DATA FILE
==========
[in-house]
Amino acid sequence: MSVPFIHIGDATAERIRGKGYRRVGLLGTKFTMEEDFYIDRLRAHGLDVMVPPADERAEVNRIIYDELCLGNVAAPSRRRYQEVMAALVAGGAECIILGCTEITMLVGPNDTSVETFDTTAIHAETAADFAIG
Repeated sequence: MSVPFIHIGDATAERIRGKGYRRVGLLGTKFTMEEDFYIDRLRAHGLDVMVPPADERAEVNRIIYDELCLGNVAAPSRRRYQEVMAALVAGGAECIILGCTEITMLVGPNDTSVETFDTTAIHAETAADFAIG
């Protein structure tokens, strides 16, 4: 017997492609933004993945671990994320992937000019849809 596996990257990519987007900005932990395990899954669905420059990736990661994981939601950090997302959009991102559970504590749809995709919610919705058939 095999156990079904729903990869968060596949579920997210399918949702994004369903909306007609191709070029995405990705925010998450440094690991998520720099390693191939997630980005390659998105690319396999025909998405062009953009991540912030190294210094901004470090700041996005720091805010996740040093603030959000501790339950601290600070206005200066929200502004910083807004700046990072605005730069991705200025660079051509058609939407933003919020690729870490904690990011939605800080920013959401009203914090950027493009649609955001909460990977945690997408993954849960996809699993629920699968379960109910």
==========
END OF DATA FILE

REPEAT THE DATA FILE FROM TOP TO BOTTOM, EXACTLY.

[in-house]
Amino acid sequence: MSVPFIHIGDATAERIRGKGYRRVGLLGTKFTMEEDFYIDRLRAHGLDVMVPPADERAEVNRIIYDELCLGNVAAPSRRRYQEVMAALVAGGAECIILGCTEITMLVGPNDTSVETFDTTAIHAETAADFAIG
Repeated sequence: MSVPFIHIGDATAERIRGKGYRRVGLLGTKFTMEEDFYIDRLRAHGLDVMVPPADERAEVNRIIYDELCLGNVAAPSRRRYQEVMAALVAGGAECIILGCTEITMLVGPNDTSVETFDTTAIHAETAADFAIG
């Protein structure tokens, strides 16, 4: 017997492609933004993945671990994320992937000019849809 596996990257990519987007900005932990395990899954669905420059990736990661994981939601950090997302959009991102559970504590749809995709919610919705058939 095999156990079904729903990869968060596949579920997210399918949702994004369903909306007609191709070029995405990705925010998450440094690991998520720099390693191939997630980005390659998105690319396999025909998405062009953009991540912030190294210094901004470090700041996005720091805010996740040093603030959000501790339950601290600070206005200066929200502004910083807004700046990072605005730069991705200025660079051509058609939407933003919020690729870490904690990011939605800080920013959401009203914090950027493009649609955001909460990977945690997408993954849960996809699993629920699968379960109910």